If I were you, I would worry about this later. Not only will you need to sulfites to last 2 years, but you will need better corks too. Not to mention you would need the highest end of kits and only specific wines would need it. It would be tough to not consume your wine for 2 years without a backlog of wine anyway I feel like.

Make a few batches, and see what happens. Get to know the process, then try to augment it if it is even necessary.

 
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Old 07-29-2010, 08:01 AM   #8
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I assume don't sanitize your equipment with potassium or sodium metabilsulfites, but use something like Star San. You would have to be pretty flawless in your sanitization routine.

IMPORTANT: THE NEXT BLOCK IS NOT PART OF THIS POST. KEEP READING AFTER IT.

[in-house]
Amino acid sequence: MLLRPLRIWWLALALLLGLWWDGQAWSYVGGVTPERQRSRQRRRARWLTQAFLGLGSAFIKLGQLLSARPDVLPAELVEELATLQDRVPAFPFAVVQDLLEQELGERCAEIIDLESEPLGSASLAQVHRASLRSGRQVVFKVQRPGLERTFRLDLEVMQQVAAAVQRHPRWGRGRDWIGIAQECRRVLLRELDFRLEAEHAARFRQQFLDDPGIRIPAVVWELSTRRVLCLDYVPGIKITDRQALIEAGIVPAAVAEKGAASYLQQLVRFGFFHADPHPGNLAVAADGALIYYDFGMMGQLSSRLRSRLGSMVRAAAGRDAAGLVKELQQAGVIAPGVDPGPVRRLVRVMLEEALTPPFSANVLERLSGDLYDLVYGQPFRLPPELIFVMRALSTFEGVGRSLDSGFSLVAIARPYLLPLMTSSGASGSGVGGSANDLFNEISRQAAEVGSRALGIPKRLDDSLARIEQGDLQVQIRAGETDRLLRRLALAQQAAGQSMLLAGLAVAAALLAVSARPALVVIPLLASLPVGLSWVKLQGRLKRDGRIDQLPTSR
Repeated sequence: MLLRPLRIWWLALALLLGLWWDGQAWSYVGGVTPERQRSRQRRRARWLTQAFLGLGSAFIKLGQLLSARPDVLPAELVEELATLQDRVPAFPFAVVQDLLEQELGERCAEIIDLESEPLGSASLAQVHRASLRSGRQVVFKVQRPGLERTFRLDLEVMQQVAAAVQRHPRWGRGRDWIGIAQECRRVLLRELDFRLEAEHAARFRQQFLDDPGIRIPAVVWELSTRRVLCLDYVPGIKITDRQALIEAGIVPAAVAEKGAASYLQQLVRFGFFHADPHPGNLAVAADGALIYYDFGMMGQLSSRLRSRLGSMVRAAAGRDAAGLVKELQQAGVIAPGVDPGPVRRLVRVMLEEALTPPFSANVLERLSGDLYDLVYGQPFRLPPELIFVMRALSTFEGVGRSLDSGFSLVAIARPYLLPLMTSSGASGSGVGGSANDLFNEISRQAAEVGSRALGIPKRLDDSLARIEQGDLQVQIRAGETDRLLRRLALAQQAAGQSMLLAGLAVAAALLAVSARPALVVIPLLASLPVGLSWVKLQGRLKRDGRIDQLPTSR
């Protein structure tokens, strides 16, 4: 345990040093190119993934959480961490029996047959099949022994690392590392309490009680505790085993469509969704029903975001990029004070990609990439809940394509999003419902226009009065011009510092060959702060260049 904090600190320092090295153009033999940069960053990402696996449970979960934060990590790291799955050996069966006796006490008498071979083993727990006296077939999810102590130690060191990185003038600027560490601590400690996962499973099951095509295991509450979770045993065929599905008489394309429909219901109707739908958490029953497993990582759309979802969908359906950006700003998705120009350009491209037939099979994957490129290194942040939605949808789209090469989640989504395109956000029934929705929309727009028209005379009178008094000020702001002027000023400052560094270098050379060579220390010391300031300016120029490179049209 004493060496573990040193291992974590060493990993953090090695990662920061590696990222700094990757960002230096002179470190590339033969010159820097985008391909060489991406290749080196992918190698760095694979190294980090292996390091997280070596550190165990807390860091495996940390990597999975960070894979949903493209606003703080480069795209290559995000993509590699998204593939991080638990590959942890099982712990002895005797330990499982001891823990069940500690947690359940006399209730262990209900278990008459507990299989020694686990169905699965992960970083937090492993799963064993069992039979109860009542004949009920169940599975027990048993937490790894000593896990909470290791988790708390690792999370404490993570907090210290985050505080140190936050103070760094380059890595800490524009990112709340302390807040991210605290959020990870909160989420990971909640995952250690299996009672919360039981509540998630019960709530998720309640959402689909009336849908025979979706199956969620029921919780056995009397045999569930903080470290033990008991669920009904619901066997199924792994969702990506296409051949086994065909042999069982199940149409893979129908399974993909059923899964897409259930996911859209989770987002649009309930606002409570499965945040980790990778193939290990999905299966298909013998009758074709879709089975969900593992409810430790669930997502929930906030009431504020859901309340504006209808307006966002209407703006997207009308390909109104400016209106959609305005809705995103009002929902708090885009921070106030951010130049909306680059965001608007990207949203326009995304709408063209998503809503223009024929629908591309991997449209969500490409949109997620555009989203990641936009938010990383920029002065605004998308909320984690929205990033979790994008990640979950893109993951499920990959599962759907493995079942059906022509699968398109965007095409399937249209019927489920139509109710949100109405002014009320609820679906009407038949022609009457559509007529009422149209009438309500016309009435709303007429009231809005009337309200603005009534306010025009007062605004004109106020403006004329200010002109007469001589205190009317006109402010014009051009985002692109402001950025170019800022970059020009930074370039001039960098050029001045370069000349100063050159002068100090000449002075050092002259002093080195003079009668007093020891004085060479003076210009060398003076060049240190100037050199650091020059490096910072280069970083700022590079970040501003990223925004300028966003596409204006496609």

Don't use campden (potassium and sodium metabisulfites) tablets which are used pre fermentation to inhibit and kill bacteria, fungi, and wild yeasts that may be already present in the must. Some people who make mead boil the honey and water to sanitize, and others buy pasteurized juices like grape juice found in grocery stores, so this removes the need to add sulfites pre fermentation.

Post fermentation for the bottling or stabilization stage, wine makers add potassium metabilsulfites to wine to prevent infections as the wine may had become infected during the fermentation process, so companies use the sulfite as an insurance. The sulfite also helps fight oxidization as the sulfite is an antioxidant (SO2).

Sanitize your bottles well, and use really airtight corks.